There are many incubators and accelerators in the games industry so it's best if you aim not to compete or duplicate those efforts. For example, our focus is on founders from all underrepresented backgrounds and there is no charge to participate.

Part 2: What do you need to run an incubator?

This comes down to time, support and money. Payload Studios management, employees and our Tentacle Zone residents all believed in the incubator as an initiative. This included a rebrand of the Tentacle Zone website and the team's time and resources to deliver the programme.

If you're clear about why you want to run an incubator, and how you want it to benefit your studio, there's more chance of it actually happening

Remember, it isn't a side project; to make it successful, you need a team and a budget. Ideally, you'd have someone who has experience of running an events programme for developers and has access to a team of advisors who will be honest about the quality of the programme.

We recommend that you stress test your plans with experts, make sure you are making your incubator as inclusive as possible. Things to consider would include:

  • Making it virtual and therefore open to all
  • Recording each talk and roundtable
  • Providing subtitles for non-native English speakers
  • Using a diverse mix of mentors and industry experts who bring new perspectives and experiences.

Part 3: Launching the incubator

With a network of partners, industry mentors and speakers behind you, hopefully the launch of your incubator will be one that spreads far and wide.

We have been sharing information on our incubator across social media. Since we're targeting open to early-stage developers from the UK, Europe, Middle East, Africa and Asia between the GMT and +4 time zones, we've been securing help from key people in those markets. There's so much news all the time, so having lots of people to help spread the word is really useful.

The more potential candidates know about what support is available to them and who is involved in the programme, the more likely you are to have a wide ranging number of applications. We launched a new website, we're active on Twitter and we recently hosted a live Twitter Q&A to answer any questions that potential applicants needed ahead of taking the time to put together their submission.

The application form itself needs to be accessible and we've tried to make ours as flexible as possible. For example, if you aren't comfortable writing, there's an option to submit a video only. If there's another way studios would prefer to apply, be open to it. Keeping in mind that we want a diverse mix of applicants means that there is no 'one size fits all' with regards to the application.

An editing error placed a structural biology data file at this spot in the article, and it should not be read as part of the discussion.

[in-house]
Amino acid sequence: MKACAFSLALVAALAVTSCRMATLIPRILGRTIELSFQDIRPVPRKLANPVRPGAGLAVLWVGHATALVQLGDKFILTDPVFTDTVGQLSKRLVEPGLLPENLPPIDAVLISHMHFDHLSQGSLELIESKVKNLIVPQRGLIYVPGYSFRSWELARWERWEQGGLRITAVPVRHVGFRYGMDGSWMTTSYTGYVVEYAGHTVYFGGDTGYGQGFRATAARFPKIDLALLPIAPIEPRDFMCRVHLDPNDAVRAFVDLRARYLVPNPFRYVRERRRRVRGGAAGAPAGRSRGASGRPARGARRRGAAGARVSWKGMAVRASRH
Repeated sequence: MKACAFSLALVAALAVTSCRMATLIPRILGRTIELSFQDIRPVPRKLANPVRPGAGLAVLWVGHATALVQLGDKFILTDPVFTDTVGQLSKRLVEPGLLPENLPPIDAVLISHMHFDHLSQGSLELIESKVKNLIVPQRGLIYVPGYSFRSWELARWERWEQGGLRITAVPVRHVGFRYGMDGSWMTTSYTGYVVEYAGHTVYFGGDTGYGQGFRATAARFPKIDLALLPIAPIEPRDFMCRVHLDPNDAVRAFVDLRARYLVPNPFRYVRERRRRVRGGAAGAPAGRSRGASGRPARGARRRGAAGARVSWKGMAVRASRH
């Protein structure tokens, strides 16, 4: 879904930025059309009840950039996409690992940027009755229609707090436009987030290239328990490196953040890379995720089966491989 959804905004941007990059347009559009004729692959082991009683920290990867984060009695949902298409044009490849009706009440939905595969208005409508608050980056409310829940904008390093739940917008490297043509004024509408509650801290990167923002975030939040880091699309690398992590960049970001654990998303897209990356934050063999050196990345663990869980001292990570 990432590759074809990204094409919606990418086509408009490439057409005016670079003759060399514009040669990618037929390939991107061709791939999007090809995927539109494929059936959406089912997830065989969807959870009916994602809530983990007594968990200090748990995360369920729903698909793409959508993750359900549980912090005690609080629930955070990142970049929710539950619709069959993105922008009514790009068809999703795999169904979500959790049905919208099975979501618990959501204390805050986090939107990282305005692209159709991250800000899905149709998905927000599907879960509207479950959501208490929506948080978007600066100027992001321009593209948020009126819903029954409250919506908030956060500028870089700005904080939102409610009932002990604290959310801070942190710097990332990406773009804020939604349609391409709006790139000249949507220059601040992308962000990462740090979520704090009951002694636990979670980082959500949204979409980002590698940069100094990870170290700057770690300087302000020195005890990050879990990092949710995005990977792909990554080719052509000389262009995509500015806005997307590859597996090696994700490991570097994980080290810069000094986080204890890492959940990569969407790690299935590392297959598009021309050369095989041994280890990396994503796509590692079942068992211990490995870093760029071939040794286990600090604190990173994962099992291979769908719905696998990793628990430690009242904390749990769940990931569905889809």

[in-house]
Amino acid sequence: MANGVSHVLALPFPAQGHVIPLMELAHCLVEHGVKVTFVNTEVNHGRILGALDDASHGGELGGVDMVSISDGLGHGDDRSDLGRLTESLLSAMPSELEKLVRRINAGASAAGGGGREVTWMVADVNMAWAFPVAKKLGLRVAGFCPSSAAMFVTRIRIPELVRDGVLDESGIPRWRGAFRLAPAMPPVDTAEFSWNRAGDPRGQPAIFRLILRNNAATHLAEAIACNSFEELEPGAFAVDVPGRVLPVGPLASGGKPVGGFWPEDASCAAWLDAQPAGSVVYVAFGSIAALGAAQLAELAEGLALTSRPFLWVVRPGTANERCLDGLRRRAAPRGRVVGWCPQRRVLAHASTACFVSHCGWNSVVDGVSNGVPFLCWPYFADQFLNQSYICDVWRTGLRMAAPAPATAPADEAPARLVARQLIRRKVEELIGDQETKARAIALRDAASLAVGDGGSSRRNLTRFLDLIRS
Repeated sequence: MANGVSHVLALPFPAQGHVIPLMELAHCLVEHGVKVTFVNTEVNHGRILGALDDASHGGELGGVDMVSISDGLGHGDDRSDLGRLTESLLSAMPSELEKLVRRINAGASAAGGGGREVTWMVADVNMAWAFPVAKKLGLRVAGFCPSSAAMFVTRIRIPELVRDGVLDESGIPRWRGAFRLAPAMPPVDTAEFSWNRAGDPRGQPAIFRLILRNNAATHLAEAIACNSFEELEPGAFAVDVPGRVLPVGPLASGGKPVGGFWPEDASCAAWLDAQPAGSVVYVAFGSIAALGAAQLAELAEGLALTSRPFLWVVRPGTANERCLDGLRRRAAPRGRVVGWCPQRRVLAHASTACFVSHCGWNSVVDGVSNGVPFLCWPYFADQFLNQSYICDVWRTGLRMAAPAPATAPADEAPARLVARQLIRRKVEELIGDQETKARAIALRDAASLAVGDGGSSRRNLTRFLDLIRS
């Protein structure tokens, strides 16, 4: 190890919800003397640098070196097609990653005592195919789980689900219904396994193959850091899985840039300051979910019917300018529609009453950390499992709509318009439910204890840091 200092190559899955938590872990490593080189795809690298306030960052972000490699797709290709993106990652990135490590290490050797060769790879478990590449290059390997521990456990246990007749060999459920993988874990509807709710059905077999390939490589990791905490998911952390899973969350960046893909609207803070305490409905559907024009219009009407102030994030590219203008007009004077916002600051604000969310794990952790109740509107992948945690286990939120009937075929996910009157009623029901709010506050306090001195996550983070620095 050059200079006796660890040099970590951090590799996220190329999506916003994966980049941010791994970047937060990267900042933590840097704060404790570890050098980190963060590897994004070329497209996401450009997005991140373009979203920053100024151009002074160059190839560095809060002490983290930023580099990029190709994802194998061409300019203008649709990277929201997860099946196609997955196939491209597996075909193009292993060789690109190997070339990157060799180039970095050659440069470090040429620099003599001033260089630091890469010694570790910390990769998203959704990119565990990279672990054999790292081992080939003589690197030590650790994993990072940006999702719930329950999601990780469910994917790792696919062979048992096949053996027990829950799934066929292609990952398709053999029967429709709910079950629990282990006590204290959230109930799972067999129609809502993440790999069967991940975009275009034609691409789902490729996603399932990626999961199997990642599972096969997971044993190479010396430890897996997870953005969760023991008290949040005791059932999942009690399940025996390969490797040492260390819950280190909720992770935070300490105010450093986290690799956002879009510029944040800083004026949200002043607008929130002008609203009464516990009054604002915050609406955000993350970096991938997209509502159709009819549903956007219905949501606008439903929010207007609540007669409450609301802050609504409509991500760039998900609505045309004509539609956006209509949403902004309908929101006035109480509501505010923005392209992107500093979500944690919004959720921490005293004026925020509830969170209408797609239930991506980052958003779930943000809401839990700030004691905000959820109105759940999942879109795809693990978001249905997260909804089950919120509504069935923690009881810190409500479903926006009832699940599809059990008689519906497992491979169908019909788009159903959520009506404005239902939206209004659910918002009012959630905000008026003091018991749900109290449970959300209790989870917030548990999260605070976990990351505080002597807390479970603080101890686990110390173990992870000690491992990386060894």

Part 4: Running the incubator

Plan your content schedule out in detail in advance and create all the materials you need to brief speakers and mentors. It is a lot of work to get everyone locked in but it is essential that the participants have a full view of the content they will have access to in advance. Also, once the incubator starts you will be super busy just running and facilitating sessions.

Incubators are hard work but also incredibly rewarding so don't be afraid to give it a try

Everyone is busy so it is important to check in on an individual basis regularly with the participants to make sure the content is meeting their expectations and is pitched at the right level. Be open to making adjustments and adding new content if needed. Also ensure everyone is able to engage and access the content in the way that suits them. Making sure you are sensitive to people's individual personalities and preferred ways of communicating and/or their busy work schedules.

Make sure the cohort themselves have lots of time to network and provide peer support to each other without external experts and mentors. Our 2021 participants all found this to be the most rewarding and important part of the incubator and the networks and friendships formed have continued on now that the incubator has ended.

Part 5: Ongoing support

After the official programme ended, some of the mentors continued their sessions with developers. We are in touch regularly with the alumni on Discord and encourage them to continue their accountability groups (peer to peer support).

If we have an opportunity to promote any of our incubator devs on the cohort and their games, we approach them and share industry event/media opportunities with them. The founders are now part of the Tentacle Zone community.

Hopefully I've given you an insight into how an incubator can benefit your studio and the groups you aim to support. Incubators are hard work but also incredibly rewarding so don't be afraid to give it a try.

Nisha Valand is program director for Tentacle Zone, a co-working space and virtual incubator operating out of the centre of London. If you would like to apply for the Tentacle Zone Incubator 2022, please visit the website. The deadline for applications is April 8, 2022.